Elbridge Gale Mourns Popular Teacher Toni Koy

Toni Koy

Everyone seems to have a story about a special teacher who really made a difference in their lives. For many in the Wellington area, that person was Elbridge Gale Elementary School fourth-grade teacher Toni Koy, who died Jan. 21 at age 64 after a battle with cancer.

A beloved wife to her husband Michael, Koy was both a teacher and a friend to many in the community.

“She was the most amazing individual you might ever hope to meet,” friend Liz Heyman said. “Truly there was no one more amazing. She had an infectious smile, and any time you saw her, she made the room come alive.”

Heyman knew Koy for many years. “She taught my daughter dance, and I was lucky enough to receive one of her famous cards,” Heyman said. “She was known for making cards for special occasions.”

Originally from Pennsylvania, Koy began teaching in Palm Beach County schools in 1986. In 2005, she was named the county’s teacher of the year. Koy also picked up several other honors, such as being named a “high impact teacher” and winning a number of grant proposals, such as one entitled “Razzle, Dazzle, Sparkle, Pizzazz.” More importantly, she also earned and maintained the high regard of parents and students throughout the years.

Jennifer Tobin is a teacher at Elbridge Gale who worked on the team with Koy for seven years.

“She was such a lovely person,” Tobin said. “You wouldn’t know that she even knew it was your birthday, and she would give you a heartfelt gift or one of those extravagant cards with the sparkles and jewels. It was such a gift for me to know her — you felt that she really knew you and thought about you.”

Elbridge Gale Principal Gail Pasterczyk hired Koy when she was interviewing with several schools.

“Toni Koy taught reading and writing to two groups of fourth graders,” Pasterczyk said. “But she did so much more than just teach. She grabbed their attention, motivated and engaged the students. She made them into readers and writers.”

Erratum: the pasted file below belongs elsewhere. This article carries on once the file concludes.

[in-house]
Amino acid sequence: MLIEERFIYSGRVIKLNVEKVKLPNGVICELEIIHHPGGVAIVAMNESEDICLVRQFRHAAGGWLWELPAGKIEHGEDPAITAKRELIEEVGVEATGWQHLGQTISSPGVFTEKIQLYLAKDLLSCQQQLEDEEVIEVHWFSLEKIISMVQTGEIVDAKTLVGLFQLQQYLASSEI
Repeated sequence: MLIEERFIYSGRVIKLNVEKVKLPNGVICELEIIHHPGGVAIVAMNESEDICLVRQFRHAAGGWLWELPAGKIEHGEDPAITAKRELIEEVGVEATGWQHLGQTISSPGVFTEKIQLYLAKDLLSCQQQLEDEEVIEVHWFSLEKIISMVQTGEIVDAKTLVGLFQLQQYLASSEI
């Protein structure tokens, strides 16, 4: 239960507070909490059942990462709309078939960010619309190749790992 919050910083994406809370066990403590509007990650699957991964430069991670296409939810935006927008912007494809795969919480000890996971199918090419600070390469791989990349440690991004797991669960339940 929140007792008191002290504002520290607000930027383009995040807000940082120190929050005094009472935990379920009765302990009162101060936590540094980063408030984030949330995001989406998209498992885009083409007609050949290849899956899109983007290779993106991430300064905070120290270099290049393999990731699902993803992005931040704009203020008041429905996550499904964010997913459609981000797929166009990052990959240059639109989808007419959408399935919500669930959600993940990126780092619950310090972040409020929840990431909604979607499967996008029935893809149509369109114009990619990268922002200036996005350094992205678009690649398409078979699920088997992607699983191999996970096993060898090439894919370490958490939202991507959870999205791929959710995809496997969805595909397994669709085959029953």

They hit it off as friends right away.

“When I first interviewed her, we found out we shared a love for the color purple and the Miami Dolphins,” Pasterczyk said. “I learned later that she chose to go with our school because she felt in her heart that we were family.”

Creative and talented in many disciplines, including drawing, Koy would craft handmade posters promoting good works, create extravagant and intricate greeting cards that were works of art in themselves, and she was the recent author of a children’s book called A Box Of Biscuits. Plus, she would use puppets in class, her favorite being Clyde, who helped children learn writing skills. Her room was decorated like a barn with six-foot horses she had bought or made. She even had an “outhouse” sign over the restroom.

When she taught poetry, Koy had each of her students prepare their own poem that she would then compile for the class and send off to be made into a book, so each child could know what it would feel like to be a real writer.

Koy was known to send personalized, handwritten notes through the mail to each student before tests, offering encouragement. On Valentine’s Day, she made sure every one of her students got little presents.

Koy also had an additional role in the community as the longtime owner of her own Toni Lynn’s Dance Studio, where she taught dance and baton twirling. She also taught students dance and baton at the school.

An animal lover with a menagerie of horses, donkeys, burrows, four or five Great Danes and innumerable adopted animals, Koy was always busy taking care of them at her five-acre property. She was up every day before 5 a.m. to care for them before arriving at school by 6 a.m.

“She drove a Corvette with a silhouette of a horse on it, and she parked in the same spot every day, in the back, far away from other cars. We are going to paint that spot and make it a memorial to her,” Pasterczyk said.

A very private person, when diagnosed with cancer this past summer, Koy kept it secret from students and colleagues and continued to work, never letting on that she was in terrible pain. She worked remotely up to winter break. Teaching was her life, and it gave her a reason to remain positive. The work brought her great joy to be able to be with her students and do what she loved doing.

In addition to helping students and animals, Koy volunteered in the community. Koy organized an annual drive for blankets and towels for Big Dog Ranch Rescue and other local animal rescues.

Pasterczyk said that the school plans to hold a memorial service for Koy once it is safe to do so.

“We are planning to do something special with the school and invite the students and the parents to attend,” she said. “We want to recognize a truly special individual.”